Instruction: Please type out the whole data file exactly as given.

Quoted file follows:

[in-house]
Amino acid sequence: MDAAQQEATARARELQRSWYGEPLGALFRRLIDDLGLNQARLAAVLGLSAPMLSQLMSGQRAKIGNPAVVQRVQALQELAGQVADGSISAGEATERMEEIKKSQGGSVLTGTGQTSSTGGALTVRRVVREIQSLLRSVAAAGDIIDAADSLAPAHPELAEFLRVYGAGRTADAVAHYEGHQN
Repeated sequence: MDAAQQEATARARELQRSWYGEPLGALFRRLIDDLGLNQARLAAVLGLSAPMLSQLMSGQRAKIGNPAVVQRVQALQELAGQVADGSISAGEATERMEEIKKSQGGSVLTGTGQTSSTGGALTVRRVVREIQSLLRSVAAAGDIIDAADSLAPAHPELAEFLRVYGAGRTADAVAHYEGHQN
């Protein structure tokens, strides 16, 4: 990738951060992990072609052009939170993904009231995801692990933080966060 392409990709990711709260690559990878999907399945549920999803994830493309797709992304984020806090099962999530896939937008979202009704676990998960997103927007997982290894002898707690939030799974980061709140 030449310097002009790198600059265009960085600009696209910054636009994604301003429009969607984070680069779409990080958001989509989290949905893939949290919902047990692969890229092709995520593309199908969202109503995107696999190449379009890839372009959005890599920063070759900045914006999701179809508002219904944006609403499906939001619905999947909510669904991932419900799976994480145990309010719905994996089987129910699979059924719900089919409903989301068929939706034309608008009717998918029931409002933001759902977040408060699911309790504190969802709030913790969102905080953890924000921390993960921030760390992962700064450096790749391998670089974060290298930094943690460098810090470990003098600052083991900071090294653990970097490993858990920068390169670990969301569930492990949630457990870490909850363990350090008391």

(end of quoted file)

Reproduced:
[in-house]
Amino acid sequence: MDAAQQEATARARELQRSWYGEPLGALFRRLIDDLGLNQARLAAVLGLSAPMLSQLMSGQRAKIGNPAVVQRVQALQELAGQVADGSISAGEATERMEEIKKSQGGSVLTGTGQTSSTGGALTVRRVVREIQSLLRSVAAAGDIIDAADSLAPAHPELAEFLRVYGAGRTADAVAHYEGHQN
Repeated sequence: MDAAQQEATARARELQRSWYGEPLGALFRRLIDDLGLNQARLAAVLGLSAPMLSQLMSGQRAKIGNPAVVQRVQALQELAGQVADGSISAGEATERMEEIKKSQGGSVLTGTGQTSSTGGALTVRRVVREIQSLLRSVAAAGDIIDAADSLAPAHPELAEFLRVYGAGRTADAVAHYEGHQN
């Protein structure tokens, strides 16, 4: 990738951060992990072609052009939170993904009231995801692990933080966060 392409990709990711709260690559990878999907399945549920999803994830493309797709992304984020806090099962999530896939937008979202009704676990998960997103927007997982290894002898707690939030799974980061709140 030449310097002009790198600059265009960085600009696209910054636009994604301003429009969607984070680069779409990080958001989509989290949905893939949290919902047990692969890229092709995520593309199908969202109503995107696999190449379009890839372009959005890599920063070759900045914006999701179809508002219904944006609403499906939001619905999947909510669904991932419900799976994480145990309010719905994996089987129910699979059924719900089919409903989301068929939706034309608008009717998918029931409002933001759902977040408060699911309790504190969802709030913790969102905080953890924000921390993960921030760390992962700064450096790749391998670089974060290298930094943690460098810090470990003098600052083991900071090294653990970097490993858990920068390169670990969301569930492990949630457990870490909850363990350090008391």